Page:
Sunday, April 24, 2011

Do You Know .NET?

I got an email from a friend recently, saying:

"As I search for my next situation, I stop when I see .NET as a requirement.
So...  what does it take to learn .NET?"
This turns out to be the same friend who inspired this blog post.  I guess he just has a knack for asking blog-worthy questions.

Like many people I know from my last job, this guy's what I'd call a technology generalist.  He's spent most of his career supporting, troubleshooting, tweaking, and business-analyzing software.  A lot of shops have people like this around: they know enough about a variety of technologies to move data around from spreadsheet to database, maybe a little scripting skills, enough SQL knowledge to write a query or ten.  They're often the people who respond to the constant stream of ad-hoc queries coming from senior leadership or finance.  

As a database specialist and sometimes-programmer, I've dealt with this question myself.  What does it mean to "know" .NET?   I once tried to explain to a sales team what .NET was, and it just about killed us all.  "Dot NET" as a marketing term has come to stand for as broad-- and as vague-- a set of technologies as "green" has: it may very well have a very specific meaning to the person using it, or it might just be that person's shorthand for "cutting edge" or "Microsoft".  

However, if ".NET" is listed further down in the job description, I understand it to mean three things:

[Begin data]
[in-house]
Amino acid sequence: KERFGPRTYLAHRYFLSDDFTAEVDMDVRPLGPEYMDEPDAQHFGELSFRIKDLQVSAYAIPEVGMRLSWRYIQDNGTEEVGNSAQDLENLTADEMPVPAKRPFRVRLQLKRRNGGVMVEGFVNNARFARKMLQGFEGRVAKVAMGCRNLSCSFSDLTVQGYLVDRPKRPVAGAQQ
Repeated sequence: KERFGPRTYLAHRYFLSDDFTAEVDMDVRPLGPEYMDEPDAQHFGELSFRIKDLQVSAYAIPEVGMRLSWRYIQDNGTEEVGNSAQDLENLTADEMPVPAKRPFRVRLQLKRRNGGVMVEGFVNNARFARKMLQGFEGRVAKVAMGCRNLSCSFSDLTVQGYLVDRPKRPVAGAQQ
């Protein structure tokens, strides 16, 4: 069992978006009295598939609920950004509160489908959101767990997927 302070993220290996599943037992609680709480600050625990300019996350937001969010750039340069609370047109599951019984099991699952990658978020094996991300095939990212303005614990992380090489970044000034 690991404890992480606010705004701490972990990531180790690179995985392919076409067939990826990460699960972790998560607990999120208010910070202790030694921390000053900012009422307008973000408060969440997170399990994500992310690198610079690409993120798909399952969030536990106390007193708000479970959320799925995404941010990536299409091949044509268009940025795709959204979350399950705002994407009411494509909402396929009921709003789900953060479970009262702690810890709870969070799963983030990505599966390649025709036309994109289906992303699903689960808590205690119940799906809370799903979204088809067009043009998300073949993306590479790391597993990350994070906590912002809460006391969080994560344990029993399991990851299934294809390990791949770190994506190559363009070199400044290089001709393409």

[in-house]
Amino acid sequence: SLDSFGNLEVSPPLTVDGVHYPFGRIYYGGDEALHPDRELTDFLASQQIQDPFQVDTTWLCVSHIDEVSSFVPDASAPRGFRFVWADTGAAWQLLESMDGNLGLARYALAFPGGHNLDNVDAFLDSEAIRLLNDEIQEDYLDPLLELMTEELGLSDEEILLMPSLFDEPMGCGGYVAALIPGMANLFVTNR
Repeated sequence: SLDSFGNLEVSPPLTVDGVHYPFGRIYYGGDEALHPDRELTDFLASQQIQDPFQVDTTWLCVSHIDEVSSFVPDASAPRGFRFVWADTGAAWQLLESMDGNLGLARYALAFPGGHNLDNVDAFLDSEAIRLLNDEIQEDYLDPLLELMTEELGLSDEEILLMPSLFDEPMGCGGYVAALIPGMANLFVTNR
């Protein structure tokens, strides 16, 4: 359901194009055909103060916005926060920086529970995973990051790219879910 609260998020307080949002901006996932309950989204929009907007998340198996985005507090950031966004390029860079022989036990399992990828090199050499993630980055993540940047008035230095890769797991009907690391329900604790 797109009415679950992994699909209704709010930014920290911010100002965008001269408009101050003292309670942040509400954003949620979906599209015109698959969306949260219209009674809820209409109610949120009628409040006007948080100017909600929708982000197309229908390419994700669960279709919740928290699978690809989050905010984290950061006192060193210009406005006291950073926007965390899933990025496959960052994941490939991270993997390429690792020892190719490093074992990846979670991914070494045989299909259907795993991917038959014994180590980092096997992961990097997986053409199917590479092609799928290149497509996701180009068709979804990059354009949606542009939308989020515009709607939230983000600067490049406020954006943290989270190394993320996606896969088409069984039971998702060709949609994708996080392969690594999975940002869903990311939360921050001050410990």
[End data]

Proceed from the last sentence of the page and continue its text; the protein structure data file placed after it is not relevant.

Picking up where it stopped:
1. "We work primarily on MS Windows-based software"
  2. "We use C# (probably), VB.NET (maybe), or some other .NET programming language"
  3. "We're not using "old" technology like VB6, C++, Fortran, etc.

How much experience they expect you to have, and how much exposure to .NET languages the job actually has, can vary a lot.

Here's how I approach it, and my advice to my friend: if the primary focus of the job is .NET development, look elsewhere.  These jobs are for people who are computer programmers by trade.  It's a little like the difference between a General Practitioner and a brain surgeon.  A GP could operate on your brain in a pinch, and do a much better job than a non-doctor.  But you're still probably better off with a mediocre brain surgeon than an exceptional GP.

The two answers I want to be able to give (honestly) in an interview are the following:
  1. I've worked with/supported/extended/etc programs that were written using .NET technologies-- I think it was mostly ASP.NET for the Web/UI layer, C# for business logic, and SQL Server on the back-end.  
  2. I've done a little C# programming recreationally-- not enough to consider myself a programmer, but I wrote a little web app to store recipes in a database, and I'm familiar enough with what a C# program looks like-- if I looked through someone's else's code, I could probably work out what it's doing.
I want to establish right up front that I'm not a programmer, but that I have enough experience and professional curiosity to have dabbled in it a bit.